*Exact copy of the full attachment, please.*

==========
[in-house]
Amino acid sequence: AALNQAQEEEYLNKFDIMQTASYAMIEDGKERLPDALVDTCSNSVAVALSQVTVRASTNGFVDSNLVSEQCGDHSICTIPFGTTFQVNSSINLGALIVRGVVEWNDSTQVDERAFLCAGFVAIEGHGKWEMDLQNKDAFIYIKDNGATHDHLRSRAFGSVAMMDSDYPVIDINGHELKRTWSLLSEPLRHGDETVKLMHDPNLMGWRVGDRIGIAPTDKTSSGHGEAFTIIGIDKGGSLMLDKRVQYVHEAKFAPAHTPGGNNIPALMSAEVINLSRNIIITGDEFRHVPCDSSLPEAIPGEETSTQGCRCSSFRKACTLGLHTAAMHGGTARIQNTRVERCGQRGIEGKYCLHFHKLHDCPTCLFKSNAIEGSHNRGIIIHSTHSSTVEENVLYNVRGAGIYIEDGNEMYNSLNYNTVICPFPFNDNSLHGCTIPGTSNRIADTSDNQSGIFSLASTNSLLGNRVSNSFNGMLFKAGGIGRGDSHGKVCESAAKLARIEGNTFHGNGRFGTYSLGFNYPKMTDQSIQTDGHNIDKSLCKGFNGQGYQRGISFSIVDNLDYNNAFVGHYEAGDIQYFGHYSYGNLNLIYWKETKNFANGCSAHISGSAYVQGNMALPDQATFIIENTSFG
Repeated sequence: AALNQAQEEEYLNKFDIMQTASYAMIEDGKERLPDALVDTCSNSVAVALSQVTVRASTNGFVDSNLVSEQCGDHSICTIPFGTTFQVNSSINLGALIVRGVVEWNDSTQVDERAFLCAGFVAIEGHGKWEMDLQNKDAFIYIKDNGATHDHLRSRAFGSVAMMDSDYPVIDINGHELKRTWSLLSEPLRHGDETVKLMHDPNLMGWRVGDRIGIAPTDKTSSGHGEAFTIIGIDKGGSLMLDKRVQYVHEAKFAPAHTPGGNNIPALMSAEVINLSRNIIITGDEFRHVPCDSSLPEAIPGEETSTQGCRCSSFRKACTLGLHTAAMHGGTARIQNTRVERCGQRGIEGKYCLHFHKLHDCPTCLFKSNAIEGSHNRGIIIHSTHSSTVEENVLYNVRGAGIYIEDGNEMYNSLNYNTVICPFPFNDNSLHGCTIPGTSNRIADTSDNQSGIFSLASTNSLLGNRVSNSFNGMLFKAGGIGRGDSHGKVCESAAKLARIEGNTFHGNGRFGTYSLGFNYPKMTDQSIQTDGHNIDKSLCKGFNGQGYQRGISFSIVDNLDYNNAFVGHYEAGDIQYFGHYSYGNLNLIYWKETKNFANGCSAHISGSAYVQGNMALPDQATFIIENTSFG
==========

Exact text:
[in-house]
Amino acid sequence: AALNQAQEEEYLNKFDIMQTASYAMIEDGKERLPDALVDTCSNSVAVALSQVTVRASTNGFVDSNLVSEQCGDHSICTIPFGTTFQVNSSINLGALIVRGVVEWNDSTQVDERAFLCAGFVAIEGHGKWEMDLQNKDAFIYIKDNGATHDHLRSRAFGSVAMMDSDYPVIDINGHELKRTWSLLSEPLRHGDETVKLMHDPNLMGWRVGDRIGIAPTDKTSSGHGEAFTIIGIDKGGSLMLDKRVQYVHEAKFAPAHTPGGNNIPALMSAEVINLSRNIIITGDEFRHVPCDSSLPEAIPGEETSTQGCRCSSFRKACTLGLHTAAMHGGTARIQNTRVERCGQRGIEGKYCLHFHKLHDCPTCLFKSNAIEGSHNRGIIIHSTHSSTVEENVLYNVRGAGIYIEDGNEMYNSLNYNTVICPFPFNDNSLHGCTIPGTSNRIADTSDNQSGIFSLASTNSLLGNRVSNSFNGMLFKAGGIGRGDSHGKVCESAAKLARIEGNTFHGNGRFGTYSLGFNYPKMTDQSIQTDGHNIDKSLCKGFNGQGYQRGISFSIVDNLDYNNAFVGHYEAGDIQYFGHYSYGNLNLIYWKETKNFANGCSAHISGSAYVQGNMALPDQATFIIENTSFG
Repeated sequence: AALNQAQEEEYLNKFDIMQTASYAMIEDGKERLPDALVDTCSNSVAVALSQVTVRASTNGFVDSNLVSEQCGDHSICTIPFGTTFQVNSSINLGALIVRGVVEWNDSTQVDERAFLCAGFVAIEGHGKWEMDLQNKDAFIYIKDNGATHDHLRSRAFGSVAMMDSDYPVIDINGHELKRTWSLLSEPLRHGDETVKLMHDPNLMGWRVGDRIGIAPTDKTSSGHGEAFTIIGIDKGGSLMLDKRVQYVHEAKFAPAHTPGGNNIPALMSAEVINLSRNIIITGDEFRHVPCDSSLPEAIPGEETSTQGCRCSSFRKACTLGLHTAAMHGGTARIQNTRVERCGQRGIEGKYCLHFHKLHDCPTCLFKSNAIEGSHNRGIIIHSTHSSTVEENVLYNVRGAGIYIEDGNEMYNSLNYNTVICPFPFNDNSLHGCTIPGTSNRIADTSDNQSGIFSLASTNSLLGNRVSNSFNGMLFKAGGIGRGDSHGKVCESAAKLARIEGNTFHGNGRFGTYSLGFNYPKMTDQSIQTDGHNIDKSLCKGFNGQGYQRGISFSIVDNLDYNNAFVGHYEAGDIQYFGHYSYGNLNLIYWKETKNFANGCSAHISGSAYVQGNMALPDQATFIIENTSFG